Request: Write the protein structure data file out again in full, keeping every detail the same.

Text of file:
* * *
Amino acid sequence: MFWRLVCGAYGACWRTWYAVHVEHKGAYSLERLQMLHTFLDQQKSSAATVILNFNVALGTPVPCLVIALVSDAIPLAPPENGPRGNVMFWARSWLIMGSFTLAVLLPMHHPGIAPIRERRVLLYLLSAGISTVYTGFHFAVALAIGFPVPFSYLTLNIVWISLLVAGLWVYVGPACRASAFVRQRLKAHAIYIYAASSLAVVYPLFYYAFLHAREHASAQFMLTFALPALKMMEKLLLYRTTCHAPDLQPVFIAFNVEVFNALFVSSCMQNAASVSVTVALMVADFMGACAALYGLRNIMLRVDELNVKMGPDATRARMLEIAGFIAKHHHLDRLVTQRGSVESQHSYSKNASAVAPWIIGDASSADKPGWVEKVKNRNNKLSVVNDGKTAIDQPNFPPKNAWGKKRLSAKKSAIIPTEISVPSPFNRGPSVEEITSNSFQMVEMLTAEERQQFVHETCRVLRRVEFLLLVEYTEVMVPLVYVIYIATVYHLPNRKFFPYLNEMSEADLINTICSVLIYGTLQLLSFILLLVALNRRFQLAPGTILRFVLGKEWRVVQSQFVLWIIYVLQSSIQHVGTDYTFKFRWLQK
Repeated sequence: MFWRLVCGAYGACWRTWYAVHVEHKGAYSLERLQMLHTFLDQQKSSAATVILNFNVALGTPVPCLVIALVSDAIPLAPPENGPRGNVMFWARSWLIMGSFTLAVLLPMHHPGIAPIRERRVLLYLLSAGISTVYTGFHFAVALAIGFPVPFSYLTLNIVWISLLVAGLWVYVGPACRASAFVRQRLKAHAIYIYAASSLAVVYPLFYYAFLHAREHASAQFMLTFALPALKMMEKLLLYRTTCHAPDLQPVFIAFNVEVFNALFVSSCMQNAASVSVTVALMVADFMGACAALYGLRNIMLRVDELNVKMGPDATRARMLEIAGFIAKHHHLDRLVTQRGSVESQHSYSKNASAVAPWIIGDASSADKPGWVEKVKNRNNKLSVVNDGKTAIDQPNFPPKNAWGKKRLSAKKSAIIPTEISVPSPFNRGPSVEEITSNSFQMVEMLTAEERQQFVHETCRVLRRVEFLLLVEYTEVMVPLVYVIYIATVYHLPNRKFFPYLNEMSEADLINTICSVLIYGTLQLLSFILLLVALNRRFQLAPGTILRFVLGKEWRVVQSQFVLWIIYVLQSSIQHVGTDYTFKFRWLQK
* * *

Amino acid sequence: MFWRLVCGAYGACWRTWYAVHVEHKGAYSLERLQMLHTFLDQQKSSAATVILNFNVALGTPVPCLVIALVSDAIPLAPPENGPRGNVMFWARSWLIMGSFTLAVLLPMHHPGIAPIRERRVLLYLLSAGISTVYTGFHFAVALAIGFPVPFSYLTLNIVWISLLVAGLWVYVGPACRASAFVRQRLKAHAIYIYAASSLAVVYPLFYYAFLHAREHASAQFMLTFALPALKMMEKLLLYRTTCHAPDLQPVFIAFNVEVFNALFVSSCMQNAASVSVTVALMVADFMGACAALYGLRNIMLRVDELNVKMGPDATRARMLEIAGFIAKHHHLDRLVTQRGSVESQHSYSKNASAVAPWIIGDASSADKPGWVEKVKNRNNKLSVVNDGKTAIDQPNFPPKNAWGKKRLSAKKSAIIPTEISVPSPFNRGPSVEEITSNSFQMVEMLTAEERQQFVHETCRVLRRVEFLLLVEYTEVMVPLVYVIYIATVYHLPNRKFFPYLNEMSEADLINTICSVLIYGTLQLLSFILLLVALNRRFQLAPGTILRFVLGKEWRVVQSQFVLWIIYVLQSSIQHVGTDYTFKFRWLQK
Repeated sequence: MFWRLVCGAYGACWRTWYAVHVEHKGAYSLERLQMLHTFLDQQKSSAATVILNFNVALGTPVPCLVIALVSDAIPLAPPENGPRGNVMFWARSWLIMGSFTLAVLLPMHHPGIAPIRERRVLLYLLSAGISTVYTGFHFAVALAIGFPVPFSYLTLNIVWISLLVAGLWVYVGPACRASAFVRQRLKAHAIYIYAASSLAVVYPLFYYAFLHAREHASAQFMLTFALPALKMMEKLLLYRTTCHAPDLQPVFIAFNVEVFNALFVSSCMQNAASVSVTVALMVADFMGACAALYGLRNIMLRVDELNVKMGPDATRARMLEIAGFIAKHHHLDRLVTQRGSVESQHSYSKNASAVAPWIIGDASSADKPGWVEKVKNRNNKLSVVNDGKTAIDQPNFPPKNAWGKKRLSAKKSAIIPTEISVPSPFNRGPSVEEITSNSFQMVEMLTAEERQQFVHETCRVLRRVEFLLLVEYTEVMVPLVYVIYIATVYHLPNRKFFPYLNEMSEADLINTICSVLIYGTLQLLSFILLLVALNRRFQLAPGTILRFVLGKEWRVVQSQFVLWIIYVLQSSIQHVGTDYTFKFRWLQK